For another thing, Rem does not promote theoretical discourse within the office, probably because he fears that a theoretical approach would restrict the design process rather than opening it up. A theoretical manner of proceeding usually leads to unambiguous categories, monocausal structures and linear conclusions, which contradicts the intentions of O.M.A. Thus it is not to be wondered at that not textual but visual methods prevail in the design process. Rem responds only to that which is to be seen, as diagram or as model.
The diagram serves principally for the development and clarifying of ideas in early phases and is, moreover, indispensable in order to communicate by fax. Fifty percent of the time Rem is on the road - in the USA, Asia or Europe, visiting clients, on building sites, at colleges, at lectures or just at home in London - and he wants to be kept up to date about the development of the projects on a daily basis. Therefore towards evening, the teams look at the results of the day, structure and select the material and reduce it to its quintessence - in small diagrams, easy to read and to fax, short explanations and mottos - on 10, 20 or more pages. The necessity to convey the results to someone 'from outside' in a comprehensible fashion leads to a reflection on the otherwise rather undirected production, to a reduction of the plethora of options to the essential and to checking whether new thoughts and ideas are in agreement with the basic concept.
Concept models are prepared from the usable ideas; often these models represent a direct translation of a diagram into the third dimension. They have to convince not through beauty, but through clarity: often they are made of blue polystyrol, harsh, direct and abstract. Once the basic concept has been found, however, the working models are coloured and made of specific materials. Very early on, ideas about materiality and colour are developed with their aid. In the later work, the early concept models are brought in again and again, in order to check if the original intention has not lost in pithiness. They provide a yardstick and serve as corrective, so that in spite of increasing realism, the conceptual architectural quality is not weakened.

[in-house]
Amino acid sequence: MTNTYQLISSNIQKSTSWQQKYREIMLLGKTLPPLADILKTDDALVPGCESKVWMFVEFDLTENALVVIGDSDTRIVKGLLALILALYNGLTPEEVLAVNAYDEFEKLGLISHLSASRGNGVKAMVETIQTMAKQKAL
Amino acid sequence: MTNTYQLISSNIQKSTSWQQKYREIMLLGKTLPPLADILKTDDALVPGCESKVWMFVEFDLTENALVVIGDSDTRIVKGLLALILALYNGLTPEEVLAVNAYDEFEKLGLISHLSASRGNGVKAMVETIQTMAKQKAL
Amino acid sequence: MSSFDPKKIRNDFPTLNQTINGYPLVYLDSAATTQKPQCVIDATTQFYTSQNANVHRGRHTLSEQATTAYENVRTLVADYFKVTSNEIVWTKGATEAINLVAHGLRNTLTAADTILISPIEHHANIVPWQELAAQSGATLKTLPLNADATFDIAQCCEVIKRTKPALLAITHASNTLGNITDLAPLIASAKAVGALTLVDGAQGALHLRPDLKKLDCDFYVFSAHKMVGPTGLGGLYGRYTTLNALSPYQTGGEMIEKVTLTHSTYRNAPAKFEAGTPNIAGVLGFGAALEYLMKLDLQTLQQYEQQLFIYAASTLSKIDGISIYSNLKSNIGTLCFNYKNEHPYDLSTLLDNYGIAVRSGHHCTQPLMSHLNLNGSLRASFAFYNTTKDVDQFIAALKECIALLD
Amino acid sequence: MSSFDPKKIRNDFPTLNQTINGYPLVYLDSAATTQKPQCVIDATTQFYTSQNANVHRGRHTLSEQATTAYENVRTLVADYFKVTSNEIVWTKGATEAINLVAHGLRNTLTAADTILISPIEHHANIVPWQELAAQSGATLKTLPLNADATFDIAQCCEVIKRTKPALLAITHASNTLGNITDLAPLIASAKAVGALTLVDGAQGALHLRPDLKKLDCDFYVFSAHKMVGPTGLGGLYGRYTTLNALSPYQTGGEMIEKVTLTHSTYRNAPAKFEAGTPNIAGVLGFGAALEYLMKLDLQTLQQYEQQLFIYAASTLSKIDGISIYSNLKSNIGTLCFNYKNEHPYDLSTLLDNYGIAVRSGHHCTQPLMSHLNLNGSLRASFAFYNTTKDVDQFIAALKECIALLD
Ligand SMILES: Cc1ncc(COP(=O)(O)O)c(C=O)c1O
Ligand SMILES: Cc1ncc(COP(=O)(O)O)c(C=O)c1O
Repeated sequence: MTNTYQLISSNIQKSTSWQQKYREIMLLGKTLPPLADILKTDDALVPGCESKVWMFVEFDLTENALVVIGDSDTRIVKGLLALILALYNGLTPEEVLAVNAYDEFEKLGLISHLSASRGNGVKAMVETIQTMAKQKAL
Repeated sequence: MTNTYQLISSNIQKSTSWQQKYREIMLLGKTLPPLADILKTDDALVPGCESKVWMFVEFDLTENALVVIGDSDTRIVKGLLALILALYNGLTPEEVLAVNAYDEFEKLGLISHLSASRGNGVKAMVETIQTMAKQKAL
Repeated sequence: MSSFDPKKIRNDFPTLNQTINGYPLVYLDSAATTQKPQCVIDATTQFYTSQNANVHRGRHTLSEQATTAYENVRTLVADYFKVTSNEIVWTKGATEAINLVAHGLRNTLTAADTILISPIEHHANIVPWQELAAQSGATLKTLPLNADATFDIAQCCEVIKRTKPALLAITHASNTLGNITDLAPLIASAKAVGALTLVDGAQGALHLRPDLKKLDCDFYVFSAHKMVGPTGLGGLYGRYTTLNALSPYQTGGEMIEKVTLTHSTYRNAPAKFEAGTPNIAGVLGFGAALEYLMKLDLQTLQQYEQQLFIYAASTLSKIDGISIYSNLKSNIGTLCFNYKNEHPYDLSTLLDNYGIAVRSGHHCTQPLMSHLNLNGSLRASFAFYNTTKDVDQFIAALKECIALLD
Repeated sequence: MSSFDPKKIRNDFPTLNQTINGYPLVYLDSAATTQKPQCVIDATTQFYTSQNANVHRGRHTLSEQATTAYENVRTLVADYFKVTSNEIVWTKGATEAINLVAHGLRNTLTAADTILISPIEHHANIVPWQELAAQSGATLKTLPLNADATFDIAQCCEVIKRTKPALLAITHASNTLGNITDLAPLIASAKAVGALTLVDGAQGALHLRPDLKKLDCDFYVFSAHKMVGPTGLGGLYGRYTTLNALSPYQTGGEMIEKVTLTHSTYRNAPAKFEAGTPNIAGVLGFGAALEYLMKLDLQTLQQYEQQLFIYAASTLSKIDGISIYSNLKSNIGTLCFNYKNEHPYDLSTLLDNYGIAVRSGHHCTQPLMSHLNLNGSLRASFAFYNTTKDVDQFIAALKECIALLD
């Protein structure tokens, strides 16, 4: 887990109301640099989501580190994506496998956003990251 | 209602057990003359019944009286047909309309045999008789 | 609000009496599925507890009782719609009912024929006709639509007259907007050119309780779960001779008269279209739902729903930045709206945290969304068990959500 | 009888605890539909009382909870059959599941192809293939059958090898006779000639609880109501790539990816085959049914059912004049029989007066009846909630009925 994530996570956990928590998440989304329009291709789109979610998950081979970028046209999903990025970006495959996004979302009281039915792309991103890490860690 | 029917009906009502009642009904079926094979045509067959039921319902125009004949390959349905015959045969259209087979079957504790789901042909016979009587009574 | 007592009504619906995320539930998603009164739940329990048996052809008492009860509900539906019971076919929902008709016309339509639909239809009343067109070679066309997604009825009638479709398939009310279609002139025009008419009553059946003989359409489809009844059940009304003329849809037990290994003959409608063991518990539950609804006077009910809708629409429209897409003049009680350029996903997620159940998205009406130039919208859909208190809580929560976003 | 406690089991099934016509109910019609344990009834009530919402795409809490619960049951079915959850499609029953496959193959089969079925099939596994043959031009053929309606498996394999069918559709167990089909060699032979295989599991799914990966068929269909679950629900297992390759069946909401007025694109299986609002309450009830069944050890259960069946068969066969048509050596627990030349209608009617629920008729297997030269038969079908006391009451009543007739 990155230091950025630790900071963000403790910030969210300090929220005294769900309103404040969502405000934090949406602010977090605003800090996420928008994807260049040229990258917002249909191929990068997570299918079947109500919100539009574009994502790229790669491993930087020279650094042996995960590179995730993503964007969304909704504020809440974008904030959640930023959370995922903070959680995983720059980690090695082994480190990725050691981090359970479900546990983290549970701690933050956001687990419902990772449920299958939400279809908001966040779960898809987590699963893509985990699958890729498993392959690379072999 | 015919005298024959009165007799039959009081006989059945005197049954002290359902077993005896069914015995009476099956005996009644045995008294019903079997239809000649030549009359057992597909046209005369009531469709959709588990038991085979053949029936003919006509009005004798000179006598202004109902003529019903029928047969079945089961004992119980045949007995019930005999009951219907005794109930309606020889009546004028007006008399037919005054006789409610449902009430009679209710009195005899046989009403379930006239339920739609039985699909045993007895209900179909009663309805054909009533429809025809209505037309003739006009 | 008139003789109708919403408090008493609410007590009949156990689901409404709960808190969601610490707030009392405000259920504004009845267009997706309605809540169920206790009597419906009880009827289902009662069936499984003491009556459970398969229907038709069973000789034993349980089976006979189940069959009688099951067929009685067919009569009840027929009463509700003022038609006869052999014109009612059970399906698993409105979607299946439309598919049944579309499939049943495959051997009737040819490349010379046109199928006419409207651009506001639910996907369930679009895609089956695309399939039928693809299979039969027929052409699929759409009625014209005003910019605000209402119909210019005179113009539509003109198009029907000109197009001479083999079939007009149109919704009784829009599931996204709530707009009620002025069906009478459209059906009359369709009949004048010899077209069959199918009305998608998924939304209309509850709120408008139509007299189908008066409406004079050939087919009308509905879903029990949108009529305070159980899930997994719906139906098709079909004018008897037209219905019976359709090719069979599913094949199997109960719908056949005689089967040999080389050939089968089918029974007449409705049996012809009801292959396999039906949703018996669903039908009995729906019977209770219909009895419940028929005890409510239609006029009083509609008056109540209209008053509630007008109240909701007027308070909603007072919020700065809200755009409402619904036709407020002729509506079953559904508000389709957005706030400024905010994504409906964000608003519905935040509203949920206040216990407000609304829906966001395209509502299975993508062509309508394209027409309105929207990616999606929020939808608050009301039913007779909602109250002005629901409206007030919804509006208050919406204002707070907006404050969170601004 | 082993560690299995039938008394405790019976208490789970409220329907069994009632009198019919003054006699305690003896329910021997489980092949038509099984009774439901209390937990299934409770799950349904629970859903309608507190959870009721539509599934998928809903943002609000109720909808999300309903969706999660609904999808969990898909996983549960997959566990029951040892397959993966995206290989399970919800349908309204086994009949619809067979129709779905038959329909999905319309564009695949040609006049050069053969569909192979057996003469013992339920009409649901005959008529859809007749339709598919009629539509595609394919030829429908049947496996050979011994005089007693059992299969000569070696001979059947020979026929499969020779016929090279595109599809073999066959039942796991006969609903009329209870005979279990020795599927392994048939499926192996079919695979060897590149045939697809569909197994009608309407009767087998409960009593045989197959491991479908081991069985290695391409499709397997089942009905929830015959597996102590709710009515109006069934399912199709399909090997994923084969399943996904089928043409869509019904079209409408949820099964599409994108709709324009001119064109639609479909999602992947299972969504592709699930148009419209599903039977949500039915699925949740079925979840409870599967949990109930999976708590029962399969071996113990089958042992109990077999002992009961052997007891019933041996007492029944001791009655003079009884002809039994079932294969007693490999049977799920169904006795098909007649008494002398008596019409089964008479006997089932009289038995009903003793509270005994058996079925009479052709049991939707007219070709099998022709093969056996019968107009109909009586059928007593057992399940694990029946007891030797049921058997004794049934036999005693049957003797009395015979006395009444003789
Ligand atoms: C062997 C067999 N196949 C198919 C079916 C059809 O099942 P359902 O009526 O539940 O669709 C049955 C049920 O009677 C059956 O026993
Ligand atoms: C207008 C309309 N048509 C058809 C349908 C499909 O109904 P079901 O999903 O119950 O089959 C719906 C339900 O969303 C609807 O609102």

Forms occasionally arise out of the translation of a diagram into a concept model which is then seen also as a concrete model with dimensions and proportions. Rem usually tries to adhere to the intuitively fixed proportions and dimensions of the concept model. Only if it is unavoidable because of external constraints (costs, technology, etc) will the proportions be changed, and usually this does not limit the original intention. All the same, there is an insistence on the first articulation, a resistance, one could say, to outside constraints.
Rem loves models. He can touch them, take them in his hands and manipulate them. The working models can be changed, parts can be added to them or taken away and in this way many ideas are developed on the model. Rem is disgusted if elements in the model are already glued in place, suggesting finality, although they are still under discussion.
The model is the tool in which the sum of the ideas are investigated in their mutual influences and in relation to the context, with which proportions and spatial interrelations are tested. In contrast, the diagrams drawn in thick, black pencil serve to clarify concepts and the investigation of individual parameters.
If one consciously considers how many influences a design is exposed to over time, then the complex and multifaceted results become understandable. The individual ideas, elements, aspects and qualities of a project arise out of an indissoluble tissue of influences. By constantly checking the effect against the model, retention of the succinctness and coherence is assured. It serves to keep the intention comprehensible and to keep the projects from becoming autonomous in the open process.
I thank my former colleagues Matthias Hollwich, Gro Bonesmo, Minsuk Cho, Wilfried Hackenbroich and Julien Monfort for conversations about their experiences at and with O.M.A.
P.S.: If you think you have now understood how O.M.A. works, then you are entirely mistaken. You will find everything that we have described in the office, but also its exact opposite. If by chance you should start to work yourself in the office, this will not help you very much. When one works at O.M.A, the only certainty is that there is no certainty. And one cannot even be sure of that...
published in : Archis | Nummer 7-1998 | Rotterdam | 1998
Baumeister | March 2001 | München | 2001
Bigness. Size does matter | Ed. Jochen Becker | Berlin | 2001